To ensure interchangeability of the fan with those of an older type, it is sufficient to give to the passages the same distance between axis as that of two diagonal holes of the square flanges.
According to an advantageous embodiment of the invention, each fixing boss has provided therethrough two parallel passages whose axis are in the same plane with the axis of the fan, which provides a possibility for adapting to boring standards.
According to a preferred embodiment of the invention, the fixing bosses are made integral with the case by means of a web disposed transversally to the axis of the fan, which forms a particularly light and economical fixing means.
One of the fixing webs of the bosses then carries advantageously an additional boss having a passage there through for receiving a ground connection.
The ground connection boss has preferably a length less than the axial length of the casing, so as to leave room for a screw head.
The web carrying the ground connection boss advantageously comprises a hole for fixing a collar for clamping supply wires, so that all the wiring relative to the fan ends in the same region.
The collar for clamping the wires advantageously comprises a flexible projection having a retaining notch for securing same by clipping into the hole of the web. One of the arms connecting the stator support to the cylindrical duct is hollowed out to form a gutter for housing the supply wires, and leading them up to the stator.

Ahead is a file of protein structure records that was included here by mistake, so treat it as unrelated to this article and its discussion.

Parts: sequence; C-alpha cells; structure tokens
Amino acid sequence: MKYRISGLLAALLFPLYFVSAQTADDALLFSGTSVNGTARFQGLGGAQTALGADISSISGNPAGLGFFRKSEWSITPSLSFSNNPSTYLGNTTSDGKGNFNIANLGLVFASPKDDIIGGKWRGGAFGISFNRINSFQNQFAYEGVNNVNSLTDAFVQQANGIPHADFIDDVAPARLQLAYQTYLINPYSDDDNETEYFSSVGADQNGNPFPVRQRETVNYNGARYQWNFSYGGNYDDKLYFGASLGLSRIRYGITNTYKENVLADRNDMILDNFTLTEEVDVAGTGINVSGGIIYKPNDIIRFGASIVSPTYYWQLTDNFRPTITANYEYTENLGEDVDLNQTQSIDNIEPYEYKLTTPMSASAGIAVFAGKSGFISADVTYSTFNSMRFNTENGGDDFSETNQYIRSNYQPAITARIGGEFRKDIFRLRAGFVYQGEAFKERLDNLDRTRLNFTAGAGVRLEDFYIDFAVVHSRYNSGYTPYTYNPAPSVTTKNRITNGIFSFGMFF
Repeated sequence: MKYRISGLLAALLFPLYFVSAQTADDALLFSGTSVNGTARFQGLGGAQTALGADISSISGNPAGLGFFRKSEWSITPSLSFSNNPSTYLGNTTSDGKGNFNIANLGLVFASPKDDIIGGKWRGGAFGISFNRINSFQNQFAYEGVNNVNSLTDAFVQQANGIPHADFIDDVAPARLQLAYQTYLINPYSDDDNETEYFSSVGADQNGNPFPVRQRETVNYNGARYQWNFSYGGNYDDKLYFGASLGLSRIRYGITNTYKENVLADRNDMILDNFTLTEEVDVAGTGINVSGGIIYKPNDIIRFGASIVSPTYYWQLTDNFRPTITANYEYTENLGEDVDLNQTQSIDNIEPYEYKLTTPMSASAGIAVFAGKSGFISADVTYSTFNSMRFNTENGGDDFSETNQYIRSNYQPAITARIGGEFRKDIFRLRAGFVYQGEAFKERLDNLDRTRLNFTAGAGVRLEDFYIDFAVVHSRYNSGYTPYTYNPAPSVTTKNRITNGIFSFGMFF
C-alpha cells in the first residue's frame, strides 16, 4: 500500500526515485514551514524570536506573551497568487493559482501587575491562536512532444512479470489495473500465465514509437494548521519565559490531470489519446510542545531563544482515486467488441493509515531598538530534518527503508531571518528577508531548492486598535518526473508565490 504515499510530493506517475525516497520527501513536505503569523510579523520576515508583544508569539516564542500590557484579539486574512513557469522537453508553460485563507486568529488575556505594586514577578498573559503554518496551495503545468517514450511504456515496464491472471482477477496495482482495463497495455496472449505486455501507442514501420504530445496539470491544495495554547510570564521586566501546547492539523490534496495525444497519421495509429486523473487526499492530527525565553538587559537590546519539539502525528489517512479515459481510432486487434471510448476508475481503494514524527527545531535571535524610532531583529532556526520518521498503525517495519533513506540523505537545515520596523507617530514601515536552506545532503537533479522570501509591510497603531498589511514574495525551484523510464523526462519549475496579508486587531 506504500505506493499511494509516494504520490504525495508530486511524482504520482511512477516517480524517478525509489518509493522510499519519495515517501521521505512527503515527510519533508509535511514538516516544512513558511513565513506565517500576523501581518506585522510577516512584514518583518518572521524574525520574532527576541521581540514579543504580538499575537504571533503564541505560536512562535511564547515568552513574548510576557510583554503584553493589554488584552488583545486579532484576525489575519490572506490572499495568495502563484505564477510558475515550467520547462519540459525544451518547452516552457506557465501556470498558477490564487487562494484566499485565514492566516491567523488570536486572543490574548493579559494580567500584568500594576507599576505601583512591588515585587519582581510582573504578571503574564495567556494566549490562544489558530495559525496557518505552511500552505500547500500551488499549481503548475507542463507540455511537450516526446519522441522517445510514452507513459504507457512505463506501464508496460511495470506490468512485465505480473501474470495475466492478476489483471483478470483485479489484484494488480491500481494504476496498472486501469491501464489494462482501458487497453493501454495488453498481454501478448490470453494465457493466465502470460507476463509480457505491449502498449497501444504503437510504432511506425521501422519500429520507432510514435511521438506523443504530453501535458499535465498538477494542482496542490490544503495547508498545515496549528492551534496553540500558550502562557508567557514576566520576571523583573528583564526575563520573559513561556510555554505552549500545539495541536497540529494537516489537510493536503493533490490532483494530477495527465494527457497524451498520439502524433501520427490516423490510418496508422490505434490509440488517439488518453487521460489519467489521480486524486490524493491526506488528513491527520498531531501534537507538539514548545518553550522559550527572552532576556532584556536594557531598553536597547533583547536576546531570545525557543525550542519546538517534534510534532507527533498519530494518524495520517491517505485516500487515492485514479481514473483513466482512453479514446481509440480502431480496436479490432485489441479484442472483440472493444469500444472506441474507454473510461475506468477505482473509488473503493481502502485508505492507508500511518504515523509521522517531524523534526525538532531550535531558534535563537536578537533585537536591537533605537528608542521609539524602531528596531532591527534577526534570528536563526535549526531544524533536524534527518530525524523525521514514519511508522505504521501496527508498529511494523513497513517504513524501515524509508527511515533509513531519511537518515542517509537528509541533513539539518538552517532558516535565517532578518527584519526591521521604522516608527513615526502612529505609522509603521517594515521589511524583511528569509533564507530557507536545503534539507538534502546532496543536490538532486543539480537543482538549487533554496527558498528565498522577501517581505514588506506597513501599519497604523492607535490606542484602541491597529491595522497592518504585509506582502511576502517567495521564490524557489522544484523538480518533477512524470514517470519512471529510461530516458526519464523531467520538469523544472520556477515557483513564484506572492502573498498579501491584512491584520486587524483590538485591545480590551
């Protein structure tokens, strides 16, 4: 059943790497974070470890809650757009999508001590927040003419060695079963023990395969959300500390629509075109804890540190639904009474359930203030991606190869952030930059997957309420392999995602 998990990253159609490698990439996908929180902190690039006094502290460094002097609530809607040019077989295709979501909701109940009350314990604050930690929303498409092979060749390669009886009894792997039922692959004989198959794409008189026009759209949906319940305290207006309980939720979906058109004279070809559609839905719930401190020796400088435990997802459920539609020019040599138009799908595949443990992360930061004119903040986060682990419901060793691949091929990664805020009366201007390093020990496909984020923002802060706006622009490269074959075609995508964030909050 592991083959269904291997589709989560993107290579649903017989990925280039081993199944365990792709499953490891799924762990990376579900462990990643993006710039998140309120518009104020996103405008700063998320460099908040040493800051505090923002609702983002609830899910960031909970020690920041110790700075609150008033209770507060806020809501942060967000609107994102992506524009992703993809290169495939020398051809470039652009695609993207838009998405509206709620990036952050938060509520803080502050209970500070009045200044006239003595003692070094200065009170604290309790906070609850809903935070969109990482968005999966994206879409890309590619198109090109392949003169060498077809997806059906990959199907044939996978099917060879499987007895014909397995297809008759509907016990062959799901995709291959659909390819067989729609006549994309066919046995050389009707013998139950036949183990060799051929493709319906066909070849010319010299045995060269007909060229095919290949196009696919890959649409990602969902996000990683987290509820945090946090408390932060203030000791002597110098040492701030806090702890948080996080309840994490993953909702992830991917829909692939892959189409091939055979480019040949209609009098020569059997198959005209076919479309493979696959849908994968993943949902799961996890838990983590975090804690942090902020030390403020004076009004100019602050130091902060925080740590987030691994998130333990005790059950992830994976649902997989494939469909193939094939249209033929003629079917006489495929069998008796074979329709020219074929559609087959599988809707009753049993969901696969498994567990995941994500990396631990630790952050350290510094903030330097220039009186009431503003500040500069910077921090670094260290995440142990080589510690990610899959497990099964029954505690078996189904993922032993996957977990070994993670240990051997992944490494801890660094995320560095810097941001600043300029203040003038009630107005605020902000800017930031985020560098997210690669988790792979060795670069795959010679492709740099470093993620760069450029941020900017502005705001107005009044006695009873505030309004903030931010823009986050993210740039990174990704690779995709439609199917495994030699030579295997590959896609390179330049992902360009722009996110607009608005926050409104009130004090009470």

The fan preferably comprises a support block moulded on the supply wires, and the stator has a cavity for receiving this support block.
This support block comprises, at one of its ends, a stop for co-operating with the stator and limiting its distance of insertion in the cavity of the stator and, at its other end, a projection made from a flexible material having a retaining notch for preventing extraction of the support block introduced into the cavity of the stator.
The stripped ends of the wires are thus held perfectly immovable with respect to the fan, which facilitates connection thereof to the windings of the stator.
According to a preferred embodiment of the invention, the fan comprises a number of connecting arms between the stator support and the cylindrical duct sufficient to form a protection grid.
Since the number of arms is thus appreciably increased with respect to known constructions, it is possible to reduce their section, more especially in the axial direction, which allows the axial dimension of the fan to be reduced.
For further reducing the axial dimension of the fan, the fan blades have a single bearing comprising two bearing surfaces axially offset and separated by a cavity, the outer diameter of the bearing being reduced at the level of these bearing surfaces.
Thus an axial dimension is obtained very much less than that obtained by conventional mounting with two bearings separated by an oil felt.BRIEF DESCRIPTION OF THE DRAWINGS
Other features and advantages of the invention will be better understood from the following detailed description.
In the accompanying drawings, given by way of a non-limiting example: